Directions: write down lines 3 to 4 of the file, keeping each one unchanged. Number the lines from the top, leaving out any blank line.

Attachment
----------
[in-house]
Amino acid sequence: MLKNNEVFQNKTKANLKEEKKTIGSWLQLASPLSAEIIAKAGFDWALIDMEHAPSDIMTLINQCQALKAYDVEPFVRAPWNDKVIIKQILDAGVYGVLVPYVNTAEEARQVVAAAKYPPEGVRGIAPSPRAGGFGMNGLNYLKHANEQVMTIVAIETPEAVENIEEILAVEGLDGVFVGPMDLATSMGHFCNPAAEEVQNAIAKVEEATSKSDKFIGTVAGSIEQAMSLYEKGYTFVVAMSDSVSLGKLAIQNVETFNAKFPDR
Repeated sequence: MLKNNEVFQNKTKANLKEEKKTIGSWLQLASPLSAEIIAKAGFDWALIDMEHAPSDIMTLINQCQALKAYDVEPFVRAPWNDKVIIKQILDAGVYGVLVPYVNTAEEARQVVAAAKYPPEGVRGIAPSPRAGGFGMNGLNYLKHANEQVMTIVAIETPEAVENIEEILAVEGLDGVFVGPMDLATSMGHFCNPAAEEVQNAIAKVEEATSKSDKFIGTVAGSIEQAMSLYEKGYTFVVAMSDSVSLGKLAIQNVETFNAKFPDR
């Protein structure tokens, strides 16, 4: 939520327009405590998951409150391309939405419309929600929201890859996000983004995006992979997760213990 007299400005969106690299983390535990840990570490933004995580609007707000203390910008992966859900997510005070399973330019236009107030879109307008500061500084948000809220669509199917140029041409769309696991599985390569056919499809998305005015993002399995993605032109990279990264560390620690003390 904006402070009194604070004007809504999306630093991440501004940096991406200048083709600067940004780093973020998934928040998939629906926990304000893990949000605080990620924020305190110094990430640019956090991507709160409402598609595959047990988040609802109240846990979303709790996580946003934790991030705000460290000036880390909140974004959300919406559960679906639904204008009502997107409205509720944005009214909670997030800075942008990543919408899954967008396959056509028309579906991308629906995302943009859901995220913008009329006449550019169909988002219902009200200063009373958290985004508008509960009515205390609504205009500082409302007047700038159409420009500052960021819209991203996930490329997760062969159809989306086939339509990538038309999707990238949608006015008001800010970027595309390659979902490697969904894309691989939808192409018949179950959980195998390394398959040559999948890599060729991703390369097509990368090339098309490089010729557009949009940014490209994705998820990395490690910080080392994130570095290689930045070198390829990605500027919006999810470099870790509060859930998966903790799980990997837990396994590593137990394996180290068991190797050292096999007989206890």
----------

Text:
Repeated sequence: MLKNNEVFQNKTKANLKEEKKTIGSWLQLASPLSAEIIAKAGFDWALIDMEHAPSDIMTLINQCQALKAYDVEPFVRAPWNDKVIIKQILDAGVYGVLVPYVNTAEEARQVVAAAKYPPEGVRGIAPSPRAGGFGMNGLNYLKHANEQVMTIVAIETPEAVENIEEILAVEGLDGVFVGPMDLATSMGHFCNPAAEEVQNAIAKVEEATSKSDKFIGTVAGSIEQAMSLYEKGYTFVVAMSDSVSLGKLAIQNVETFNAKFPDR
């Protein structure tokens, strides 16, 4: 939520327009405590998951409150391309939405419309929600929201890859996000983004995006992979997760213990 007299400005969106690299983390535990840990570490933004995580609007707000203390910008992966859900997510005070399973330019236009107030879109307008500061500084948000809220669509199917140029041409769309696991599985390569056919499809998305005015993002399995993605032109990279990264560390620690003390 904006402070009194604070004007809504999306630093991440501004940096991406200048083709600067940004780093973020998934928040998939629906926990304000893990949000605080990620924020305190110094990430640019956090991507709160409402598609595959047990988040609802109240846990979303709790996580946003934790991030705000460290000036880390909140974004959300919406559960679906639904204008009502997107409205509720944005009214909670997030800075942008990543919408899954967008396959056509028309579906991308629906995302943009859901995220913008009329006449550019169909988002219902009200200063009373958290985004508008509960009515205390609504205009500082409302007047700038159409420009500052960021819209991203996930490329997760062969159809989306086939339509990538038309999707990238949608006015008001800010970027595309390659979902490697969904894309691989939808192409018949179950959980195998390394398959040559999948890599060729991703390369097509990368090339098309490089010729557009949009940014490209994705998820990395490690910080080392994130570095290689930045070198390829990605500027919006999810470099870790509060859930998966903790799980990997837990396994590593137990394996180290068991190797050292096999007989206890």